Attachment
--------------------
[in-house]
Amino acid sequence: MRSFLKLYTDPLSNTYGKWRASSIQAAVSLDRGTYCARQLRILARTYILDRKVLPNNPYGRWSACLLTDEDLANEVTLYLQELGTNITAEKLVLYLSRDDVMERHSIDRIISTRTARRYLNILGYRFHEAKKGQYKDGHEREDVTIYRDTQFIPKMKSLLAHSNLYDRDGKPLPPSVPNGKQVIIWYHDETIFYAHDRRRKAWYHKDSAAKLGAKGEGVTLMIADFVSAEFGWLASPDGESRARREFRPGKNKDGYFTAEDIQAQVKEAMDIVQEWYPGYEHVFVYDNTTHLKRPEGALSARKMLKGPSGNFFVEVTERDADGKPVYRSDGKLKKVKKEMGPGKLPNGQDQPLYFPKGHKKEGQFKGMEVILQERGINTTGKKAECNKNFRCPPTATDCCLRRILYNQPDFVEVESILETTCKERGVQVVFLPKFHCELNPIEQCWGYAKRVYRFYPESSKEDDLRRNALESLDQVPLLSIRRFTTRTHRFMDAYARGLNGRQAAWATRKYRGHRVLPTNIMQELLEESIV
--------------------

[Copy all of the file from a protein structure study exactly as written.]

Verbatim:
[in-house]
Amino acid sequence: MRSFLKLYTDPLSNTYGKWRASSIQAAVSLDRGTYCARQLRILARTYILDRKVLPNNPYGRWSACLLTDEDLANEVTLYLQELGTNITAEKLVLYLSRDDVMERHSIDRIISTRTARRYLNILGYRFHEAKKGQYKDGHEREDVTIYRDTQFIPKMKSLLAHSNLYDRDGKPLPPSVPNGKQVIIWYHDETIFYAHDRRRKAWYHKDSAAKLGAKGEGVTLMIADFVSAEFGWLASPDGESRARREFRPGKNKDGYFTAEDIQAQVKEAMDIVQEWYPGYEHVFVYDNTTHLKRPEGALSARKMLKGPSGNFFVEVTERDADGKPVYRSDGKLKKVKKEMGPGKLPNGQDQPLYFPKGHKKEGQFKGMEVILQERGINTTGKKAECNKNFRCPPTATDCCLRRILYNQPDFVEVESILETTCKERGVQVVFLPKFHCELNPIEQCWGYAKRVYRFYPESSKEDDLRRNALESLDQVPLLSIRRFTTRTHRFMDAYARGLNGRQAAWATRKYRGHRVLPTNIMQELLEESIV